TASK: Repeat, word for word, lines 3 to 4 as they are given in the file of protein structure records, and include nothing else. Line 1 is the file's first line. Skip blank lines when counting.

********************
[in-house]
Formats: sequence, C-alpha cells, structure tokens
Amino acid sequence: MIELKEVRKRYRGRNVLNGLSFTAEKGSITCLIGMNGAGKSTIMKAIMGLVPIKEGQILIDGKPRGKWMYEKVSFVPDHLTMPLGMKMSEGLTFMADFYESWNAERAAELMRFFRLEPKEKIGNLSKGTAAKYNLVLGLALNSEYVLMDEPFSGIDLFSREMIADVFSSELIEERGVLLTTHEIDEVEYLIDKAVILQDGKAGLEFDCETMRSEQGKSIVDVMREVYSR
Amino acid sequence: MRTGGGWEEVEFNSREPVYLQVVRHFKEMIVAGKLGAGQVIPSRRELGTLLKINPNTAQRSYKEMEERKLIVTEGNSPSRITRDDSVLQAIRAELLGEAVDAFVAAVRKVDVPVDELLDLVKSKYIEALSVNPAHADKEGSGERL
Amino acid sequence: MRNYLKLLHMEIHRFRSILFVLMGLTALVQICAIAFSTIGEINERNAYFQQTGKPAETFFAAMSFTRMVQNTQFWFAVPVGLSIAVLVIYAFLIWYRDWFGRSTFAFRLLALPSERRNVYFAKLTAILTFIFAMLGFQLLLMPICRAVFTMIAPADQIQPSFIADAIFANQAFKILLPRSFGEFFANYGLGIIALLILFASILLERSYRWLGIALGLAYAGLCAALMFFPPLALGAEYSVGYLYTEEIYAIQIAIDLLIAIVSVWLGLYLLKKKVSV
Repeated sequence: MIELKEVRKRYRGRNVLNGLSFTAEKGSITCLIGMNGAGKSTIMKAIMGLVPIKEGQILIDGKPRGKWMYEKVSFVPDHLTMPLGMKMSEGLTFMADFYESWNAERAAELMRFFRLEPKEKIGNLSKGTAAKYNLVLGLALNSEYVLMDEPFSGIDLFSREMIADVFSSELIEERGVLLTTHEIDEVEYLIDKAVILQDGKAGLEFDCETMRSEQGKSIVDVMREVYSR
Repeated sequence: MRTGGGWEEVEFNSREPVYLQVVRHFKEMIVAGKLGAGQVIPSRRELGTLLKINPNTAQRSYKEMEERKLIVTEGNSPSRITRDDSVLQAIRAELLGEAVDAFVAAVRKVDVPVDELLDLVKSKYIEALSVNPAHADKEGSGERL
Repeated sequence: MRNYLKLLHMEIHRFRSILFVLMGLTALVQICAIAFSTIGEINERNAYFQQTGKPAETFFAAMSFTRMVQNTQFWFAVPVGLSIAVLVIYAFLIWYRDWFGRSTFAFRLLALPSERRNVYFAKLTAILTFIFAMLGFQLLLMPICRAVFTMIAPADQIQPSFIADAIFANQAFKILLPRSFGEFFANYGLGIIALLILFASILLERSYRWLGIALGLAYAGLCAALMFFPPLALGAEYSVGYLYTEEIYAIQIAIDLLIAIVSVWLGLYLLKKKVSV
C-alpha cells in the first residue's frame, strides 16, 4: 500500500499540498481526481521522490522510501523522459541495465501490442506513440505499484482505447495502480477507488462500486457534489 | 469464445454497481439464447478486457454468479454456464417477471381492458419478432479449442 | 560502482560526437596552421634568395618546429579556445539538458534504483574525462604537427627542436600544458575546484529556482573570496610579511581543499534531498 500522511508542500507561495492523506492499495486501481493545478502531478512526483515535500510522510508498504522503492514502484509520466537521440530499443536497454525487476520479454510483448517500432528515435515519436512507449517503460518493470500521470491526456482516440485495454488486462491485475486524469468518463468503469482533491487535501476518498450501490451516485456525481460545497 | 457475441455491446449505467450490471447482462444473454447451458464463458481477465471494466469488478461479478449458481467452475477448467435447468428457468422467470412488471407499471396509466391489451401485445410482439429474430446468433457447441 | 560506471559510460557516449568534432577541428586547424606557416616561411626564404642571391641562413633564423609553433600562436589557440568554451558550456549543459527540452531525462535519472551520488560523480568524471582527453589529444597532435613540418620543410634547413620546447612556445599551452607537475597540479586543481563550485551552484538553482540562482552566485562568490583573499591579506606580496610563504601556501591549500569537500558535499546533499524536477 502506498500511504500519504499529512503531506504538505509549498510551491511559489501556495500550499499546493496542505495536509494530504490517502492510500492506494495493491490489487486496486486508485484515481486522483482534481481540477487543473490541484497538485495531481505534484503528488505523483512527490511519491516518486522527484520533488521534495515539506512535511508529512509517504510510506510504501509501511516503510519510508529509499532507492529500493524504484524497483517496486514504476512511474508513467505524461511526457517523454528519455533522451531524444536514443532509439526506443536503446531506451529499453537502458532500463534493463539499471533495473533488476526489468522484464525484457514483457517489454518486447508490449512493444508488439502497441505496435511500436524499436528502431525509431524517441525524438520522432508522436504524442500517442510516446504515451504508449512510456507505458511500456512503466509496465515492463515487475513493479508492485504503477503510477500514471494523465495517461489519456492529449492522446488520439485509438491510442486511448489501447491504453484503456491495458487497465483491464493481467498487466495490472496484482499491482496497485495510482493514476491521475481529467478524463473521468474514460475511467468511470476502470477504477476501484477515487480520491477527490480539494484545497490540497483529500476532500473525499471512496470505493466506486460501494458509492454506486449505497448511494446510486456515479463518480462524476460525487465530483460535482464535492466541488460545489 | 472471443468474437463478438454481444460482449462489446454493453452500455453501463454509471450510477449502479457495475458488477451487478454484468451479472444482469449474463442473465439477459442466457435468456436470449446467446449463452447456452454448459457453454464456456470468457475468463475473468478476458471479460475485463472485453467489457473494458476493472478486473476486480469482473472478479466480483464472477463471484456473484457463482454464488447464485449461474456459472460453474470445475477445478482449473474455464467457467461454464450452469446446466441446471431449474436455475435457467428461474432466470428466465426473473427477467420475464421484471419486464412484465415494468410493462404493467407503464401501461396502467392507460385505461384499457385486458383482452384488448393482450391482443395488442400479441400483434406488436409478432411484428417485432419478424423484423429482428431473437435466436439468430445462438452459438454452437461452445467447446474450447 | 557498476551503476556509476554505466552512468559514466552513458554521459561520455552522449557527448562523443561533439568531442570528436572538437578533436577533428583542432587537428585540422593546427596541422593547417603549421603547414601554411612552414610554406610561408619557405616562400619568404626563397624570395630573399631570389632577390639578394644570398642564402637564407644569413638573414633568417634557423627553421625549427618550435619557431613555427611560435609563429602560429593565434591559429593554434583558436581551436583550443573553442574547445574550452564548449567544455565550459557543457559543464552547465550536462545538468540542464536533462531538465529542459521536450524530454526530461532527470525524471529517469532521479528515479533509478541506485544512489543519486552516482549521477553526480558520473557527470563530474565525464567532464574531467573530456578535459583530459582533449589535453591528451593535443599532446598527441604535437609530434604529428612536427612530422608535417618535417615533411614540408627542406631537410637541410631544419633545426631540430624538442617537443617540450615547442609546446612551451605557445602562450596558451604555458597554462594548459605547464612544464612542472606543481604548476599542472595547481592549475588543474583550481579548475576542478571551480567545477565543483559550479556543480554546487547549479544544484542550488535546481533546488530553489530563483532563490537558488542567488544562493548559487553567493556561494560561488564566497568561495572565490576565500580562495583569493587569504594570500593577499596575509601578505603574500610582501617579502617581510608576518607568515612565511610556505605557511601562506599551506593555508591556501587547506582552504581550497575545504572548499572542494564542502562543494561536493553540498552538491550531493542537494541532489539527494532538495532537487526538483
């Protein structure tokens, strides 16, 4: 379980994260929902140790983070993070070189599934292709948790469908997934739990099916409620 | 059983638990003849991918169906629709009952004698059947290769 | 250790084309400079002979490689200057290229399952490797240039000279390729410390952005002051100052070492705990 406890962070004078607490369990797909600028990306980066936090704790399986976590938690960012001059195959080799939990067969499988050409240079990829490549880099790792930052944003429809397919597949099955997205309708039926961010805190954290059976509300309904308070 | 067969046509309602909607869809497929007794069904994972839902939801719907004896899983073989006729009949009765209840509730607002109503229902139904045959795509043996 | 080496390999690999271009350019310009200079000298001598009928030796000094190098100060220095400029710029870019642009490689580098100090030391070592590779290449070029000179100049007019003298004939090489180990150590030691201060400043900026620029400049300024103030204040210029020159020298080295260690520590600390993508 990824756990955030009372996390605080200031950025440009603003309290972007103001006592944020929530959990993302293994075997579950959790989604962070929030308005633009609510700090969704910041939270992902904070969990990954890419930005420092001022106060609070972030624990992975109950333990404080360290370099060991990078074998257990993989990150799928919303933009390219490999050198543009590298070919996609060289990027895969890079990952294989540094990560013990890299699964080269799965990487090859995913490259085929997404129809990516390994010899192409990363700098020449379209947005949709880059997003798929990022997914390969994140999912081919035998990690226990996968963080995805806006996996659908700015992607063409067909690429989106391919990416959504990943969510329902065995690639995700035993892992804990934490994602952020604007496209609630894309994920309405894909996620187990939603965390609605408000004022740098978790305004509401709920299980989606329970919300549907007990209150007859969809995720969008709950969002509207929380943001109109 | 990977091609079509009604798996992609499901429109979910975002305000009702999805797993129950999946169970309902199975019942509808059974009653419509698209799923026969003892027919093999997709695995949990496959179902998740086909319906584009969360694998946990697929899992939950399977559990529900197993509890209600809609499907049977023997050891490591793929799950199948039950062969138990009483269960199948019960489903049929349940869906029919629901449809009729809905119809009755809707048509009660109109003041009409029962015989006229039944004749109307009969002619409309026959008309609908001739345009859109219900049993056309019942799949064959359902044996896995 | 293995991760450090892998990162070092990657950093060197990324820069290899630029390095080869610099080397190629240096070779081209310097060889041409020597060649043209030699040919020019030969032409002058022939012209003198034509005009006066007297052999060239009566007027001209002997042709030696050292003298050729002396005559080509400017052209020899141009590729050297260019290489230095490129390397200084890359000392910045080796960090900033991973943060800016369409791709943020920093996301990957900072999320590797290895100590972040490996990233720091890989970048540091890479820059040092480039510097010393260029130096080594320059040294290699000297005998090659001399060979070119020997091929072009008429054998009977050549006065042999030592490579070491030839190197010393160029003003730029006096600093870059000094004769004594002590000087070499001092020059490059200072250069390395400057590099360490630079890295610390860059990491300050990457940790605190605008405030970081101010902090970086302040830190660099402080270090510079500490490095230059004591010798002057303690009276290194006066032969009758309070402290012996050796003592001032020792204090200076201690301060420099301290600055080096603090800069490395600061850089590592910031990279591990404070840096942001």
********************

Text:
Amino acid sequence: MIELKEVRKRYRGRNVLNGLSFTAEKGSITCLIGMNGAGKSTIMKAIMGLVPIKEGQILIDGKPRGKWMYEKVSFVPDHLTMPLGMKMSEGLTFMADFYESWNAERAAELMRFFRLEPKEKIGNLSKGTAAKYNLVLGLALNSEYVLMDEPFSGIDLFSREMIADVFSSELIEERGVLLTTHEIDEVEYLIDKAVILQDGKAGLEFDCETMRSEQGKSIVDVMREVYSR
Amino acid sequence: MRTGGGWEEVEFNSREPVYLQVVRHFKEMIVAGKLGAGQVIPSRRELGTLLKINPNTAQRSYKEMEERKLIVTEGNSPSRITRDDSVLQAIRAELLGEAVDAFVAAVRKVDVPVDELLDLVKSKYIEALSVNPAHADKEGSGERL